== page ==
By Nadia Owusu
The issues of police brutality and excessive force have been amplified across the country since the tragic death of George Floyd. While the issues are decades-old, there is renewed pressure on national, state, and local officials to establish reforms and to change the current policing culture. Just like many cities across the United States, Baltimore has been plagued by corruption and tomfoolery within law enforcement.. The contradicting failures in Black communities are that they have been both under-policed and over-policed: non-substantial efforts are taken to pursue justice for Black victims of crime, while Black residents are simultaneously disproportionate victims of police violence, false arrests, and discriminatory sentencing.
As an intern with the James Byrd Jr. Center to Stop Hate at the Lawyers’ Committee this summer, I have learned about how data on hate crimes in our country is often lacking or incomplete. For instance, according to 2018 FBI data, there were only 49 reported hate crimes in Maryland. This was a slight increase from the 2017 data that reported 48 documented hate crimes. The 2018 figures show that more than half of those reported hate crimes were against victims because of their race or ethnicity, which follows the nationwide trend. In addition, about 18 percent were targeted due of religious affiliation and about 16 percent were targeted due to sexual orientation. To ensure that hate crimes are properly reported and documented, the community needs to be able to trust the law enforcement sworn to protect them. However, having grown up in Baltimore, I have watched as acts of police brutality has soiled the relationship between the community and law enforcement. The death of Freddie Gray generated national media attention and sparked city-wide protests, and is just one example of how police brutality undermine the trust community members place in police. Gray was 25 years old when he received a fatal spinal cord injury in West Baltimore after being taken into police custody on April 12, 2015. Gray screamed in pain while six Baltimore police officers dragged him to the police van. Gray’s legs and arms were shackled, so that he was unable to protect himself from being thrown around while in the van during what is known as a “rough ride” – a strategy in which police intentionally fail to buckle in a suspect while the driver speeds and stops violently in order to hurt those sitting in the back. Baltimore City State’s Attorney Marilyn Mosby charged all six officers involved but, after court hearings, none of the officers were found guilty.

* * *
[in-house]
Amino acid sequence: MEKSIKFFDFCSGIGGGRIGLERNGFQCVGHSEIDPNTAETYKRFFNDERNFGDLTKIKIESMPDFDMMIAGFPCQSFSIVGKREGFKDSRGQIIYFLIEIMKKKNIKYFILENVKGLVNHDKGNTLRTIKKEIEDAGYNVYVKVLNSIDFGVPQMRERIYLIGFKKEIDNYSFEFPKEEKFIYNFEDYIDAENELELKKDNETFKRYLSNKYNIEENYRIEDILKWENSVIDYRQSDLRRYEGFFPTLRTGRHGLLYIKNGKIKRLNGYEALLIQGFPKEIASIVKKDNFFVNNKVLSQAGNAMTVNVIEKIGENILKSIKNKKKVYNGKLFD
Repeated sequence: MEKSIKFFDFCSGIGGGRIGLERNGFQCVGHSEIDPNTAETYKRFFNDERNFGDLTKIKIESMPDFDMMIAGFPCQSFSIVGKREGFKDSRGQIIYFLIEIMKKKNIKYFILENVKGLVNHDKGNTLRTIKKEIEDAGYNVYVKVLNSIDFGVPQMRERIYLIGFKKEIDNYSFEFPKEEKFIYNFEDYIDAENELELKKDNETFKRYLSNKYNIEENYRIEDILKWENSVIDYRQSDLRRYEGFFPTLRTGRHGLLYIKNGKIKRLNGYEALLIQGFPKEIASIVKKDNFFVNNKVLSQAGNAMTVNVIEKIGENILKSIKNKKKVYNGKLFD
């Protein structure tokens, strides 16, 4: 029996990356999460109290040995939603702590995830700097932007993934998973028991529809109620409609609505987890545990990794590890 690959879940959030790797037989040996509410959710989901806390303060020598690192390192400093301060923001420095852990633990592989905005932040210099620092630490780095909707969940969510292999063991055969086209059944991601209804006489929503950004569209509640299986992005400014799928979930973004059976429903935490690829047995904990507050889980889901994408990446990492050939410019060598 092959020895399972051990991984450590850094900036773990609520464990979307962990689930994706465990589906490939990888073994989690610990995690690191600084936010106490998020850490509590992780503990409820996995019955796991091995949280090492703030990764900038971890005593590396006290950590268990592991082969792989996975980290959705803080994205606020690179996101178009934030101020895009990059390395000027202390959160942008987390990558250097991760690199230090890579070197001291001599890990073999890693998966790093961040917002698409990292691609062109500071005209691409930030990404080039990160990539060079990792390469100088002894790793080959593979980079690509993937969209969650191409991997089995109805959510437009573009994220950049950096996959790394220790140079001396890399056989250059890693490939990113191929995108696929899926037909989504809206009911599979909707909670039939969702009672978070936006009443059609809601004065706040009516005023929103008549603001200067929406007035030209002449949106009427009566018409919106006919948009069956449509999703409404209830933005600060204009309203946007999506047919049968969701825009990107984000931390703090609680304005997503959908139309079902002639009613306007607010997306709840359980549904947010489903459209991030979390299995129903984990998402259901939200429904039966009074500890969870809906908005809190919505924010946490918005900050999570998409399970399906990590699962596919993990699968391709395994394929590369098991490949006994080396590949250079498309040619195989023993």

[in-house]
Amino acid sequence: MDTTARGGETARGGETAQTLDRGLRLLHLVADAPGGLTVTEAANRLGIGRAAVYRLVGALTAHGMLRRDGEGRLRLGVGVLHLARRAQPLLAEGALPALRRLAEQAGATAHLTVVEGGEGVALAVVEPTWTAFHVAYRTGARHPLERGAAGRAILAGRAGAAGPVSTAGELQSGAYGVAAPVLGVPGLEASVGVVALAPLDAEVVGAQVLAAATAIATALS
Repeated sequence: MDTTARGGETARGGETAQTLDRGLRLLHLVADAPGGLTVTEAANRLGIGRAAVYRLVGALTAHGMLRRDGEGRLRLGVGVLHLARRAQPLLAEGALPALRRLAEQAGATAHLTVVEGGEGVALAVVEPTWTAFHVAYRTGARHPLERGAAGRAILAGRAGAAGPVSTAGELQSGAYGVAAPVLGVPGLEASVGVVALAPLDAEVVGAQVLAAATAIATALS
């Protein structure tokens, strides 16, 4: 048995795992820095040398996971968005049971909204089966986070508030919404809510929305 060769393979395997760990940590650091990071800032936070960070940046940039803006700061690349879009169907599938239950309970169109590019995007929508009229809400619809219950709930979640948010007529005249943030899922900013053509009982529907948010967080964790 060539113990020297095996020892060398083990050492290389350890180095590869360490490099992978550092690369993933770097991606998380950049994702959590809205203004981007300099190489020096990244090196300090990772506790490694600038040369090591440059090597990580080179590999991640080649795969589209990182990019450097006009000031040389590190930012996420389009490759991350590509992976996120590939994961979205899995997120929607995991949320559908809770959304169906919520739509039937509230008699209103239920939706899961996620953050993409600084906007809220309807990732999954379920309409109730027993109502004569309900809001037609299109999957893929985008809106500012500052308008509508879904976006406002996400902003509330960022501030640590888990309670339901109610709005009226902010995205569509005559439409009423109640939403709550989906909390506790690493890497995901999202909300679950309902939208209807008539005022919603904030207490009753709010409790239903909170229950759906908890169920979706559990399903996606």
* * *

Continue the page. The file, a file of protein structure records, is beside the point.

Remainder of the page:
Freddie Gray’s death is not unique; the same excessive force can be seen in a slew of other cases. In 2009, Jerriel Lyles parked outside of the P&J Carry Out in East Baltimore. As he went inside to buy food, an officer in plain clothes frisked Lyles and hit him so hard that he bled from his nose and eyes. Lyle was not charged with any crime and was given $20,000 in damages. In 2007, Venus Green, an 87-year-old grandmother, found her grandson shot in the leg. When she called 911, a white officer became aggressive towards her. The officer did not believe her statement when she exclaimed that her grandson had been shot outside, and not within the home. When the officer tried to enter her home, she asserted that he would need a warrant. The officer then pushed her to the ground swearing, “b, you ain’t no better than any of the other old black b** I have locked up.” The white officer whipped her around and threw handcuffs on her. A black officer on the scene ended up taking them off finding that she was not resisting. The city ended up paying her $95,000 in damages, but Green died six weeks later following the traumatic event.
These types of cases are not uncommon in the city of Baltimore. Victims range from children to seniors, but are disproportionately Black. Baltimoreans do not need statistics about police brutality – we see what our brothers and sisters face every day. The broken social contract between community members and police leads to hate crimes going underreported which, in turn, helps normalize bias incidents and gives perpetrators ammunition to continue without consequence. In order to restore social contract between law enforcement and the communities they serve, it is imperative that violent and prejudiced officers be brought to justice.
Nadia Owusu is an intern with the Byrd Center. She is a rising senior at the University of Maryland and is a Baltimore native .